Two music graduates chronicle the culinary delights of Leeds and London and explore the height of fine dining on a limited budget.

Good food is well punk.

March 03, 2010

Coq au Something

Is there anything more satisying than a good stew? A more luxurious (i.e. meaty) offering today, it's called Coq au Something because I just threw in anything that would taste good. I'd like to think the use of addition of courgettes is a fusion of northern and southern French culinary styles, but it's only because I didn't have any carrots in the house. Dumplings are a great addition on a frosty spring night, but if you don't like them, mashed potato or crusty bread would be great to soak up all the delicious juices. I used a slow cooker purely so I could get all the prep done in the morning, btu it's just as easy in a casserole dish.

Serves 5-6

6 Chicken Thighs
2 Onions
4 rashers streaky bacon
1-2 Courgettes
1 stick of celery
2 medium potatoes
6 cloves of garlic
1 Tbsp thyme
1 Sprig fresh rosemary
2 Chicken stock cubes
1 Largeish glass of red wine
A fair amount of flour
Salt and Pepper

For the dumplings:
50g Suet
100g self-raising flour
Salt and pepper
Optional: assorted dried herbs

Tear the skins off the chicken and gently fry until crispy in a dry pan to render out the fat.
Slice the onions, chop the bacon and fry gently in a mixture of chicken fat and butter until the onions are soft (but not brown).Chop the garlic fairly finely and add to the mixture to cook for a minute or two. Remove the mixture from the pan and place in a casserole dish or similar. Do the same for the celery and courgettes (or carrots if you're using them) and sauté lightly until slightly golden. Add to the dish. Lightly coat the chicken in flour and fry until browned. Place the chicken in the dish and pour over the wine. Add the stock cubes, crumbled up, and enough water to cover the ingredients. Bung in the herbs, salt and pepper, and diced potatoes. Bring to the boil and simmer for an hour and a half on the hob, or cook for about eight hours in the slow cooker.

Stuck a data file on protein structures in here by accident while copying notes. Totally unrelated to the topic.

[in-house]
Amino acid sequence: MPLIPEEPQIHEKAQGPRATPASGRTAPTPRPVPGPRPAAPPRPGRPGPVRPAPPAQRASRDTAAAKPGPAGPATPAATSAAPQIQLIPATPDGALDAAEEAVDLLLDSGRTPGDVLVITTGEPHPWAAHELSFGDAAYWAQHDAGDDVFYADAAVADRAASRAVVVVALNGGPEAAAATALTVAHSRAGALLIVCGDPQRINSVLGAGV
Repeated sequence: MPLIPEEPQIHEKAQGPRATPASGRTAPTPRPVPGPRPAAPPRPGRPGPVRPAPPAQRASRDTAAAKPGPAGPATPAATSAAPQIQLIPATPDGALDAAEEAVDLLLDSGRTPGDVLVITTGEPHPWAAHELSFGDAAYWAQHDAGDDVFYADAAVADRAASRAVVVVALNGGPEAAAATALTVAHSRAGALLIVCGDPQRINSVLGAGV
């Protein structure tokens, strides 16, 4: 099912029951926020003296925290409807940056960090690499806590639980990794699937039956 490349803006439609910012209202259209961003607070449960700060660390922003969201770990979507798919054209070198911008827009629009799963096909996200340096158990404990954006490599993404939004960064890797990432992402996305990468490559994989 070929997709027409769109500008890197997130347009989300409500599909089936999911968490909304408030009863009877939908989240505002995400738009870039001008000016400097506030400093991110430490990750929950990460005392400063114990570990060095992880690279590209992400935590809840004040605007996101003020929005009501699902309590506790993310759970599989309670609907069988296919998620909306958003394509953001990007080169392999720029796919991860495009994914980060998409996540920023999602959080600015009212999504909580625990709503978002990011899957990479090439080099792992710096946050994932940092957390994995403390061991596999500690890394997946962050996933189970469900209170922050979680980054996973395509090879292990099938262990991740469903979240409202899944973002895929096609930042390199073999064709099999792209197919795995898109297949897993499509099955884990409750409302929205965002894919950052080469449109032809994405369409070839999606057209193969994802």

At some point near the end of cooking, make the dumplings by crumbling the suet into the flour, add the salt, peppers and herbs if using, and add enough lukewarm water to make a pliable dough. Divide into about 10 balls and simply plop on top of the stew. Leave them to cook for about half an hour and serve.

The meat should be falling off the bone, and the mixture will have taken on a slightly gloopy texture from the flour, bone marrow and fats reacting together in a tasty bit of food science. Using a slow cooker apparently saves energy and produces some amazingly soft meat, but takes a spot of faith and the willpower to not keep checking it, while using a casserole dish on the hob can make some lovely slightly burnt bits at the bottom of the pan. Using wine in cooking sometimes feels like a waste of perfectly good alcohol, but it really comes to the fore in meals like this. You can probably use any old shitty plonk - the bottle I used had been left open all night - and it'll still add a brilliant depth of flavour to the dish. The beauty of meals like this is that they're instantly appealing and infinitely adaptable. Cook for a bit longer, add a pasty topping and you've got an instant pie. It freezes well, and a small portion reheated with some brown rice would make a fantastically indulgent midweek lunch.

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